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Benefits and implications of completing tax emigration as South African business owner

Benefits and implications of completing tax emigration as South African business owner

March 11, 2024


Whether you’re emigrating from South Africa as an individual or as a family, there’s a lot to think about, and if you’re a business owner, the list of considerations gets even longer. This is why it’s important for you to do your homework on your international relocation as soon as possible and know what to expect. Completing tax emigration as a South African business owner can have both financial, practical and tax benefits and implications, so your decision making process will ultimately depend on your specific circumstances and future plans. If this seems overwhelming right now, let’s break it down for you into simple terms, and make everything more manageable to process.

What is tax emigration from South Africa?

Tax emigration is the process by which you will inform the South African Revenue Service (SARS) that you no longer meet the requirements for tax residency in the Republic, and request that your tax status be changed from resident to non-resident, accordingly. By ceasing your tax residency in South Africa and becoming a non-resident, you will simplify your tax responsibilities with SARS, and in some cases, even sever ties completely.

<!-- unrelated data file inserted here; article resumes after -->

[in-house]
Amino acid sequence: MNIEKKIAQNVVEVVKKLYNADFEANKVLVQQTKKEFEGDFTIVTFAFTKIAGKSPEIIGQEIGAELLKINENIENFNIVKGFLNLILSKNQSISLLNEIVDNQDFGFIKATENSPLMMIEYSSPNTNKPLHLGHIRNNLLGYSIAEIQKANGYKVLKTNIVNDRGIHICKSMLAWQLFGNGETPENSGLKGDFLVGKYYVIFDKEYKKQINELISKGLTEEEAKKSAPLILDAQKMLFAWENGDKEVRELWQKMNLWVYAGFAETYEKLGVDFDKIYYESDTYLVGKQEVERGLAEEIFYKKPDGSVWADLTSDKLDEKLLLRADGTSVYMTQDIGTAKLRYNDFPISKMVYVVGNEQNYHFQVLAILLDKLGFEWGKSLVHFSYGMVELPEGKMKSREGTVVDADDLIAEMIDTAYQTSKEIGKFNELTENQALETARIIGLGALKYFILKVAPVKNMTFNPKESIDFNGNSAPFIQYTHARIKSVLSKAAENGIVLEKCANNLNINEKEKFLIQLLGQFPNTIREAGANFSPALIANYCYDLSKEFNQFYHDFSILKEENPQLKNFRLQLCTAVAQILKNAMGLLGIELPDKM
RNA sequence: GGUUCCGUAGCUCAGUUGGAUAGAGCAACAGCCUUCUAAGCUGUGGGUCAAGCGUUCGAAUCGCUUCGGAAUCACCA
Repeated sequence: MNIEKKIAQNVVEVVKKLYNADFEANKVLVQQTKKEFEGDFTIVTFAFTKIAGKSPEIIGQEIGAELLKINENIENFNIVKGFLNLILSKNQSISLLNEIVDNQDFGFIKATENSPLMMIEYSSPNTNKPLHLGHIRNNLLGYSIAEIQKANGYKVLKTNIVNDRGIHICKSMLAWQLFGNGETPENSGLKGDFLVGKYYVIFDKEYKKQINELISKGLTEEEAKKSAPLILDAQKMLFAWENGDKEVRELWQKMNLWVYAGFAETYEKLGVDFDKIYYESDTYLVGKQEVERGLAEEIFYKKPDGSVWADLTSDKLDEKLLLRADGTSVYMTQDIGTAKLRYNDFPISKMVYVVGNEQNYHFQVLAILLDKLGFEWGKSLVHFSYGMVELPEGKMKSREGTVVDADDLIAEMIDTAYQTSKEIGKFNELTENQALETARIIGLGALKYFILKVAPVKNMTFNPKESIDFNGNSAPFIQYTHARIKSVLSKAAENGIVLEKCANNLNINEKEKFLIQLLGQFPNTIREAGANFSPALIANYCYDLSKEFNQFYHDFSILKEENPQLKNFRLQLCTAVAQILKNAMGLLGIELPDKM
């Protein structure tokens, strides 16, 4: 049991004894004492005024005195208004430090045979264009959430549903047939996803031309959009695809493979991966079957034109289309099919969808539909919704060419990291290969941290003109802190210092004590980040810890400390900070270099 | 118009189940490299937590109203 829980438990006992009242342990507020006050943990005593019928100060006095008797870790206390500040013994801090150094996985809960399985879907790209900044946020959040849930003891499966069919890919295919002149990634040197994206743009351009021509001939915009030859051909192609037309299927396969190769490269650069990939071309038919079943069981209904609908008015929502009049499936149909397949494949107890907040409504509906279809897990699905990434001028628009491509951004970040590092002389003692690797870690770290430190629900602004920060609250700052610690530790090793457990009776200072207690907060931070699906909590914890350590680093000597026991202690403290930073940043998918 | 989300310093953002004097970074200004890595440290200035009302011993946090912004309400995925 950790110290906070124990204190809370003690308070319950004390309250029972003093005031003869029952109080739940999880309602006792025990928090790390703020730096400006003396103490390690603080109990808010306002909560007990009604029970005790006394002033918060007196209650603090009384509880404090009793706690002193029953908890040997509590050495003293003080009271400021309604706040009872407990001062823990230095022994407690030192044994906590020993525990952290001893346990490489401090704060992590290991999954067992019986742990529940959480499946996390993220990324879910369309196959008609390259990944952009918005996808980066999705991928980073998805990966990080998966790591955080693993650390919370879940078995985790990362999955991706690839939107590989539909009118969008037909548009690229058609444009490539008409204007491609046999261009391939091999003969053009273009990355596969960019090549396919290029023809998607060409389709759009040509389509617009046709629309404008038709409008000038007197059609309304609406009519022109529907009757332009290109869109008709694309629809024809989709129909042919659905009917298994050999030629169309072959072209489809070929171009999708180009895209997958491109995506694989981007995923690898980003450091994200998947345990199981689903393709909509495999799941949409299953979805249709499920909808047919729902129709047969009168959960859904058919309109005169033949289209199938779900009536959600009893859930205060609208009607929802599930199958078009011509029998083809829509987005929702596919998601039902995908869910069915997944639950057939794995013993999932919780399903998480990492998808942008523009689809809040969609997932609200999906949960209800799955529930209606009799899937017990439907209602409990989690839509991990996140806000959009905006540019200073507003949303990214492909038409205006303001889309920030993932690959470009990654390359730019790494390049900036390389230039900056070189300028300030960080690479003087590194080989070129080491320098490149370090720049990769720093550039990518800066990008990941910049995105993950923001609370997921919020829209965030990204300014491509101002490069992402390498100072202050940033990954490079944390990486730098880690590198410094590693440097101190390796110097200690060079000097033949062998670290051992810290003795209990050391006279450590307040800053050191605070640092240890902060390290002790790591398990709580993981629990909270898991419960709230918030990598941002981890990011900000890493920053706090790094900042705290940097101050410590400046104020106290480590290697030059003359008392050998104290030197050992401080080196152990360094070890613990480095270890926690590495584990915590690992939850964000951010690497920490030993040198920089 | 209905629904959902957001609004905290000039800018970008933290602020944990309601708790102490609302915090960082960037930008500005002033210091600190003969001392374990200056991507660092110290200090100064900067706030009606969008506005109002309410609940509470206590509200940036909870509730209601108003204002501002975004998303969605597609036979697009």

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What are the benefits of completing tax emigration from South Africa?

  1. You will be able to access your retirement annuities: Perhaps the most significant benefit of tax emigration from South Africa is the ability to cash in your South African retirement annuities (RAs) before the standard retirement age, once you have maintained your new non-resident status for a minimum of three years. This can provide a substantial sum to invest in your life abroad or to fund your next business venture.
  2. You will reduce your tax burden: Depending on your new country of residence, you may face a lower overall tax rate on your worldwide income, including business profits, which can lead to significant financial savings.
  3. You will simplify your financial situation: By severing ties with South Africa through tax emigration, you can simplify your tax reporting and avoid potential double taxation headaches.

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What are the tax implications of tax emigration from South Africa as a business owner?

As a South African business owner considering tax emigration after permanently relocating, here are the major tax implications you need to be aware of before you make any big decisions:

  1. Deemed disposal for Capital Gains Tax (CGT) purposes: Upon tax emigration, you are deemed to have sold all your worldwide assets (excluding South African immovable property) at market value, the day before your date of emigration. This triggers a capital gains tax liability on any appreciation in the value of your assets since acquisition.
  2. The impact on your business: This potentially significant CGT applies to your business assets (shares, equipment, inventory) as well. Analyse the potential tax burden carefully and strongly consider consulting a professional.